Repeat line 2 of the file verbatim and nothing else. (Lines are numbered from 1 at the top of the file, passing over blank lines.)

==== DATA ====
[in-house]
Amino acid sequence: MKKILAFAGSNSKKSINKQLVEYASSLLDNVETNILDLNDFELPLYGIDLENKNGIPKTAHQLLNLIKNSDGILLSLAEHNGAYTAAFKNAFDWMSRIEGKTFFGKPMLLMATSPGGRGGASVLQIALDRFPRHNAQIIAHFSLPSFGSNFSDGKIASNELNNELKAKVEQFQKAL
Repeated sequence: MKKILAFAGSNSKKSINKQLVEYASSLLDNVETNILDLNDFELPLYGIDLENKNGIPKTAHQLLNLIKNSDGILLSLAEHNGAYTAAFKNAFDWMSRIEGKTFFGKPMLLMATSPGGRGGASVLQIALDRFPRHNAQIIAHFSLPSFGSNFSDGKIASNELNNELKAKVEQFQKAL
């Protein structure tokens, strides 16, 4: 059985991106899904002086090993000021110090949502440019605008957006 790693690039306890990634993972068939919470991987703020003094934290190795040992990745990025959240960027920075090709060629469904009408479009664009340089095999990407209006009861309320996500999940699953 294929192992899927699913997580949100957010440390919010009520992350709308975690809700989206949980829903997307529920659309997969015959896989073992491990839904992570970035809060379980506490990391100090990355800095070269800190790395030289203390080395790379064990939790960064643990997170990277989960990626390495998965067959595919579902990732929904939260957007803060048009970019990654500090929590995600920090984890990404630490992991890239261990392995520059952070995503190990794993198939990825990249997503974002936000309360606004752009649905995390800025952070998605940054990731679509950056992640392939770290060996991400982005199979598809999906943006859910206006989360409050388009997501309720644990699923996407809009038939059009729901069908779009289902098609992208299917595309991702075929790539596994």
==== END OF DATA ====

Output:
Amino acid sequence: MKKILAFAGSNSKKSINKQLVEYASSLLDNVETNILDLNDFELPLYGIDLENKNGIPKTAHQLLNLIKNSDGILLSLAEHNGAYTAAFKNAFDWMSRIEGKTFFGKPMLLMATSPGGRGGASVLQIALDRFPRHNAQIIAHFSLPSFGSNFSDGKIASNELNNELKAKVEQFQKAL